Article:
I find it impossible to regard as a true Cardigan corgi a dog which is excessively highly strung, easily intimidated, afraid of strangers, nervous, or intensely excitable.

Reason: Both the original corgi and the brindle herder were dogs of high courage and good nerve appearing at their best in the face of danger. Accordingly, courage I consider to be indispensable in a Cardigan corgi. The dog which cringes and flees from a stranger acts countrary to all corgi tradition.

When meeting a corgi I expect to encounter a cool, self assured, but unassuming and good mannered dog more ready to dispute my passage – if I am a stranger – than to run from me, and yet possessed of discrimination together with a suitable leavening of caution; a dog ready to bow instantly to his master's word, although indifferent to that of a stranger; one normally quiet and reserved, but displaying healthy excitement under appropriate stimulus such as when his hitherto absent owner approaches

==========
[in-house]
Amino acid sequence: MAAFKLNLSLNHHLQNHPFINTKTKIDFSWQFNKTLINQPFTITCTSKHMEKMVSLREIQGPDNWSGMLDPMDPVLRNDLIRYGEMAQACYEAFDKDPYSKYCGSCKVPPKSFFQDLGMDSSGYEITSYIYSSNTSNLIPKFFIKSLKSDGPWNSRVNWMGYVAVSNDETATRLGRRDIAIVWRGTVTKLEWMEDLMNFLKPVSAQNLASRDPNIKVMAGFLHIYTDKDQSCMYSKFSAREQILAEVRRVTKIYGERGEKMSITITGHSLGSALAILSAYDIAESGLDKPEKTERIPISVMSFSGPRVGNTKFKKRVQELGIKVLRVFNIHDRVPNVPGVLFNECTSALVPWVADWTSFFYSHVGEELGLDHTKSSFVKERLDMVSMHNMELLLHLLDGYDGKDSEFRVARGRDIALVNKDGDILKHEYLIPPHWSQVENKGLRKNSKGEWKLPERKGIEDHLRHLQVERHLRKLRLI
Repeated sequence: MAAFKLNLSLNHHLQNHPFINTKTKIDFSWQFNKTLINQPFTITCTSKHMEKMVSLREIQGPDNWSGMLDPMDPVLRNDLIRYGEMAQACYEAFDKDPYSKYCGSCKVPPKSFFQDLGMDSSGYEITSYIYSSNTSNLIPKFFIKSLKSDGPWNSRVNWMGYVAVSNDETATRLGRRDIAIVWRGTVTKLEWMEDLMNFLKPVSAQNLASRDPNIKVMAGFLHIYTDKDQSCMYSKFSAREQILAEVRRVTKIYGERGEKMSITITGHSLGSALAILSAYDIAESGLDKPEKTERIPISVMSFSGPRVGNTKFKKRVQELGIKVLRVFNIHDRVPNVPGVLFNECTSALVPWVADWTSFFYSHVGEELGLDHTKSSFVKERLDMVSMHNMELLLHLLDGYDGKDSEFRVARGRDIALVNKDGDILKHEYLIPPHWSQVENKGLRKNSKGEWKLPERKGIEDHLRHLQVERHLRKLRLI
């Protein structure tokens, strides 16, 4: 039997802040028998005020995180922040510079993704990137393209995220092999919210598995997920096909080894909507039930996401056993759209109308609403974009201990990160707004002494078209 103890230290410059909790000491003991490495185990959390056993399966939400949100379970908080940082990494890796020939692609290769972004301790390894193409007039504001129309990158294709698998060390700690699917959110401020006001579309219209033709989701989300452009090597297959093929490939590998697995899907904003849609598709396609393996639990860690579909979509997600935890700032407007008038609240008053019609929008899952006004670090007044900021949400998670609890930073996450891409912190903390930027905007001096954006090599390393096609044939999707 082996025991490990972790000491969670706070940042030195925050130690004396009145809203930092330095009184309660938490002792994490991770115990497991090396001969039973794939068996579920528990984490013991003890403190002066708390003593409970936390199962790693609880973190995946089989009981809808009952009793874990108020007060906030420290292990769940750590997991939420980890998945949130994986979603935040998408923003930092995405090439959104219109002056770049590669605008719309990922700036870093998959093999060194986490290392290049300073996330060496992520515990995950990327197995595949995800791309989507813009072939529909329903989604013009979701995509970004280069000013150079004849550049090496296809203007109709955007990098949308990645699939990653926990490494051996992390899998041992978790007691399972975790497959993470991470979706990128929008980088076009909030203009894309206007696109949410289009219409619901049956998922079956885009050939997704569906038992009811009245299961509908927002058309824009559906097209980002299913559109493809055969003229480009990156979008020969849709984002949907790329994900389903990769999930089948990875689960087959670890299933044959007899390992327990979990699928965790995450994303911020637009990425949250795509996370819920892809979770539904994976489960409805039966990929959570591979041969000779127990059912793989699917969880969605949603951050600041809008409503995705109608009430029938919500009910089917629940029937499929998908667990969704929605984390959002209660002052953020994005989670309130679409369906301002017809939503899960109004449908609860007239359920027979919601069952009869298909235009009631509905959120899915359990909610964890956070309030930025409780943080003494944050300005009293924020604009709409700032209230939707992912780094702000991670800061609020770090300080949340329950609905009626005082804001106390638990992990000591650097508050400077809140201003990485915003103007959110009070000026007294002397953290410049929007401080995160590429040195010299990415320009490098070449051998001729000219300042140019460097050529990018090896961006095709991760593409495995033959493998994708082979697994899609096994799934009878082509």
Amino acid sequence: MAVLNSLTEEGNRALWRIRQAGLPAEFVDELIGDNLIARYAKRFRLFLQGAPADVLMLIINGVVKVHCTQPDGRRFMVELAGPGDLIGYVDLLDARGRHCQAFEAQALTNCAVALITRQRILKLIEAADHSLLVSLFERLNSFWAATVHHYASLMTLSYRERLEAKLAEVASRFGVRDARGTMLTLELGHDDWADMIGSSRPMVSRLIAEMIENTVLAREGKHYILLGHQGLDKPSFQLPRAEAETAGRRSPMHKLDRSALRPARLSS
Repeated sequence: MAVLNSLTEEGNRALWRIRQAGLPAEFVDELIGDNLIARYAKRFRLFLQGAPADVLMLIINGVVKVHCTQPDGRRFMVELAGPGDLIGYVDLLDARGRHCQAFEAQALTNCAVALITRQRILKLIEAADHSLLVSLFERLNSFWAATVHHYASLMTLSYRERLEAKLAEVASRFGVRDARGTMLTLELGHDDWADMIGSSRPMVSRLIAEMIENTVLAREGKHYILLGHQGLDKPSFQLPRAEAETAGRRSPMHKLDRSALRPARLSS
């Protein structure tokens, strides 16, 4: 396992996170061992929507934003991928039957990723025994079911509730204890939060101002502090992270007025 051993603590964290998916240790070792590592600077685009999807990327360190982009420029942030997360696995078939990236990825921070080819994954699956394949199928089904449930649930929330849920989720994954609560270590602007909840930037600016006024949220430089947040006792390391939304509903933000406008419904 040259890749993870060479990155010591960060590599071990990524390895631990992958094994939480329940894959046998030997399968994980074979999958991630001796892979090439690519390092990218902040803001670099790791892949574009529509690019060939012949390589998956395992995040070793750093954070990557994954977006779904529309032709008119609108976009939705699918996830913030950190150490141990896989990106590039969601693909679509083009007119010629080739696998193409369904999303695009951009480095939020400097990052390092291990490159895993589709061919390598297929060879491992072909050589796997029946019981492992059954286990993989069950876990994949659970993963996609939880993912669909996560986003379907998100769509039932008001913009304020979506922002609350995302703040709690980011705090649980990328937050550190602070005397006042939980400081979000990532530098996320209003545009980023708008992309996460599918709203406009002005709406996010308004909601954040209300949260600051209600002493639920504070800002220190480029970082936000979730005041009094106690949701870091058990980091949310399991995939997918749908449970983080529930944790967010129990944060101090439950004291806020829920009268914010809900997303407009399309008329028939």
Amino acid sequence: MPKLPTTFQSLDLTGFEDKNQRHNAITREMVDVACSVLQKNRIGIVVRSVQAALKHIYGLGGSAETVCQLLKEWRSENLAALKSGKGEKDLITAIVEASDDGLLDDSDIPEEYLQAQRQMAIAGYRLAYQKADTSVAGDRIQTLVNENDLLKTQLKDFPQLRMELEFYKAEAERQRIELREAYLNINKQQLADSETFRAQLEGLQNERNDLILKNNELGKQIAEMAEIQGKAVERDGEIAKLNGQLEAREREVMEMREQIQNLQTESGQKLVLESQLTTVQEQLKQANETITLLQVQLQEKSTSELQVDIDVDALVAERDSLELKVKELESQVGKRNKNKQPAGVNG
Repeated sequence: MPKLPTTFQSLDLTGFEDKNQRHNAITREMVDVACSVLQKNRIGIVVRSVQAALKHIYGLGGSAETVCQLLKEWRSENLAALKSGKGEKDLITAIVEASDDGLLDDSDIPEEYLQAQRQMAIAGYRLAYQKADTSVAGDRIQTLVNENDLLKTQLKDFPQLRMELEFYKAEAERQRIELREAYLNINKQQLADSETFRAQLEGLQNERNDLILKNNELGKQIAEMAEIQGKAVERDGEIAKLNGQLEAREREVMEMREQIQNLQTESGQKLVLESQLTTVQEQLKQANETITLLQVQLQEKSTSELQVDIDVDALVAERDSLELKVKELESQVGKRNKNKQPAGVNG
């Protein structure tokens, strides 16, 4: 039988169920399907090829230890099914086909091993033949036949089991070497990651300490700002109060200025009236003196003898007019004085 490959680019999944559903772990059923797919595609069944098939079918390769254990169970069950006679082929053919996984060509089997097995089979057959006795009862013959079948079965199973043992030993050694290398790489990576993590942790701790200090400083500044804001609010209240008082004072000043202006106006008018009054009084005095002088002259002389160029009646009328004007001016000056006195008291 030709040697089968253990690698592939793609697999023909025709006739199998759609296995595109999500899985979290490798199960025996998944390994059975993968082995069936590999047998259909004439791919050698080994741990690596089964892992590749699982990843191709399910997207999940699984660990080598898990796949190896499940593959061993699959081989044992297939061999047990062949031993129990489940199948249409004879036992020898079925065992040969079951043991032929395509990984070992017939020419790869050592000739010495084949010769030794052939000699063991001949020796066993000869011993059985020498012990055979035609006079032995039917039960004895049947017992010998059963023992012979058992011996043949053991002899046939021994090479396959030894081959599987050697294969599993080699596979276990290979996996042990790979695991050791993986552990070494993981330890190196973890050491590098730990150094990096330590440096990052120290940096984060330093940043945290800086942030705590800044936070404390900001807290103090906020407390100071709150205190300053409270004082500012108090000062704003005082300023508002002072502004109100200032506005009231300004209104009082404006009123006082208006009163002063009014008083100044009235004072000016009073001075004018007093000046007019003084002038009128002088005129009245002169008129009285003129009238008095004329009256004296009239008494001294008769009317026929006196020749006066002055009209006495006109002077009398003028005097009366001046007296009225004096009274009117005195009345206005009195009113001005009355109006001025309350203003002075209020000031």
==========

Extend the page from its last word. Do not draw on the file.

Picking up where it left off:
Likewise, I expect a dog, if mature, with a natural tendency to trot quietly at its master's heels – or perhaps a few yards ahead – when he walks and to lay contentedly and unobtrusively at his feet when he sits.

Such any way is my idea of the Cardigan corgi.

W. Lloyd Thomas, quoted from the American Kennel Gazette, November 1935

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